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May 14: National Animal Disaster Preparedness Day

Category: Cat Ownership

Meowtel

Meowtel

Last updated: May 10, 2022
May 14: National Animal Disaster Preparedness Day
Photo by dassel on Pixabay

Disasters can strike at any time. Unfortunately, many pet owners may not know how to handle such a situation. National Animal Disaster Preparedness Day reminds us that the best thing pet owners can do is be prepared.

Our cats must be factored into our evacuation strategy, just like any other part of our family. So, the better you prepare, the better you can protect yourself and your furball. . Did you know that cats can sense natural disasters? Cats can feel storms and other catastrophes coming before humans. Our feline besties can also get easily frightened by loud sounds and movements, making them go into panic mode. That can lead them to run away, get lost, or even get accidentally injured. So, it is crucial as kitty parents to be prepared and have a natural disaster strategy that includes our beloved fluffy family members.

Here are a few tips and recommendations for protecting your furbaby in the event of a disaster:

Be prepared, make a plan ahead of time

National Animal Disaster Preparedness Day is all about, well, being prepared. Of course, it is difficult to predict how any of us would react in a scary situation such as a tornado or a wildfire. But there are always things we can do to be prepared.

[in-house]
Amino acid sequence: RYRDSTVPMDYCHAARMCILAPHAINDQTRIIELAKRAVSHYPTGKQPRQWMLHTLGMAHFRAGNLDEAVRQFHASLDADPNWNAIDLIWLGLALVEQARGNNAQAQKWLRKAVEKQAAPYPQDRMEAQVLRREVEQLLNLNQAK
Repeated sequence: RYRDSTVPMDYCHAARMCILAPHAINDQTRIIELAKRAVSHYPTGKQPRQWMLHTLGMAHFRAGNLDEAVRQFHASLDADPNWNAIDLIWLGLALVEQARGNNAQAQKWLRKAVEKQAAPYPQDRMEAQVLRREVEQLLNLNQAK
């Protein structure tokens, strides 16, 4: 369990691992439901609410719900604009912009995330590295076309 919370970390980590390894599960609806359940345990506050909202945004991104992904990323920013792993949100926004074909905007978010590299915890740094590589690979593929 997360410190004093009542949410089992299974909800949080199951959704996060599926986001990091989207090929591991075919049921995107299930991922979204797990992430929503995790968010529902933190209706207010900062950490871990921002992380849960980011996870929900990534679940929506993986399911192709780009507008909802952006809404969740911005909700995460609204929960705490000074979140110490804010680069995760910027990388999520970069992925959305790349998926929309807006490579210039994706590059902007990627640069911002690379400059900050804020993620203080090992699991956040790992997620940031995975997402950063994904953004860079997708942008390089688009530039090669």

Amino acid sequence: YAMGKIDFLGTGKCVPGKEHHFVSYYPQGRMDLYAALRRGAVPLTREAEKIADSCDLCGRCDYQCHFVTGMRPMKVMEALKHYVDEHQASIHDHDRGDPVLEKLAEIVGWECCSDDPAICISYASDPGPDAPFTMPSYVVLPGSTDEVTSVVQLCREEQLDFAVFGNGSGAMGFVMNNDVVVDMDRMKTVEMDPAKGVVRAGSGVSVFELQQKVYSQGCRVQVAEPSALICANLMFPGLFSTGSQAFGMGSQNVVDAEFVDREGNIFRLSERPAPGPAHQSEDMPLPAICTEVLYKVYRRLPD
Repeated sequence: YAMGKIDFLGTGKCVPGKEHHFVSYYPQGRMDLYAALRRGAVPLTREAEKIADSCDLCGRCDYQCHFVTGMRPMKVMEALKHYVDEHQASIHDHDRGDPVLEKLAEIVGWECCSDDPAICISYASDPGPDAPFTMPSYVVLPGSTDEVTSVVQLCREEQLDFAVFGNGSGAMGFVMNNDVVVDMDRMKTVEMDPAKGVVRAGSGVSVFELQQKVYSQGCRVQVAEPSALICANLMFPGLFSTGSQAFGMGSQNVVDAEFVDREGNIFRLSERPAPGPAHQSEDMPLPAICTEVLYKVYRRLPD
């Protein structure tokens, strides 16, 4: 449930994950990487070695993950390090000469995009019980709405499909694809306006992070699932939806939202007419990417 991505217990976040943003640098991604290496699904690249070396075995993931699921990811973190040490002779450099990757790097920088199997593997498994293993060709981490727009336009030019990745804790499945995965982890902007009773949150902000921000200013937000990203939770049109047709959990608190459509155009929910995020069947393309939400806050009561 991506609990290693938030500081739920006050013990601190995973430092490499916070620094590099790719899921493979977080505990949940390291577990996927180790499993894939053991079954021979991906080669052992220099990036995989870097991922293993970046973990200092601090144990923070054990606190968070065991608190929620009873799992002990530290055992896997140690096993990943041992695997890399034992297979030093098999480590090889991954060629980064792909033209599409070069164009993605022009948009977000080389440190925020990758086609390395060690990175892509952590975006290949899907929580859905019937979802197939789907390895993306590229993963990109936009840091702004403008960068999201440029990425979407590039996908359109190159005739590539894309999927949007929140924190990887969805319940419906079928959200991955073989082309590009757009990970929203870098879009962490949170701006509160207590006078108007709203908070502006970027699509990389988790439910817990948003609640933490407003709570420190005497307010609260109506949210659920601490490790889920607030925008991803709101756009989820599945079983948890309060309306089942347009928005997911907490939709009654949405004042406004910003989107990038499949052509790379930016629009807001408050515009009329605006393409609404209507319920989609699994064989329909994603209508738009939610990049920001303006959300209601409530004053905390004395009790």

Make sure Fluffy is properly identified

Your cat must have some form of identification. An ID tag is a perfect place to start. In the unfortunate scenario that Fluffy gets lost in the chaos, an ID collar will ensure the person who finds them has your information and alerts you right away.

Opt for a collar with a breakaway closure so that the kitty doesn't get stuck or accidentally injured. There is no need to get a collar with a bell, as the constant ringing can put your cat in distress. You can even get a GPS tracker for your cat, to be extra sure.

Microchipping is an even better way of identifying Fluffy. Since the microchip is implanted in between your furball's shoulder blades, it remains on your cat no matter what and can never be misread. Microchips can be read with a special scanner by any authorized veterinarian professional or animal rescue. Ensure the chip is registered correctly and updated with your current contact information.

Finding temporary accommodation

If, for some reason, you find yourself away from home when disaster hits, find a friend or a professional who would be able to go pick up your kitty for you. Also, list the places that would likely welcome you and your cat, as shelters might be at total capacity and unable to house your cat.

Have a plan in case you need to evacuate. Research nearby emergency shelters beforehand and pet-friendly destinations to know where to go if you need to evacuate. Some local hotels and hostels may be willing to accept cats in an emergency.

Establish a bond of trust

Being your cat's safe person will help them better cope with a stressful situation. It will take time and patience, of course, but it is important to consistently keep working on establishing a solid, trusting relationship with your purr-baby.

Cats can be unpredictable in a stressful or scary situation, but it is always worth trying to get your cat to listen to you. Teaching Fluffy a few commands can really come in handy in this case.

Keep a photo record of your cat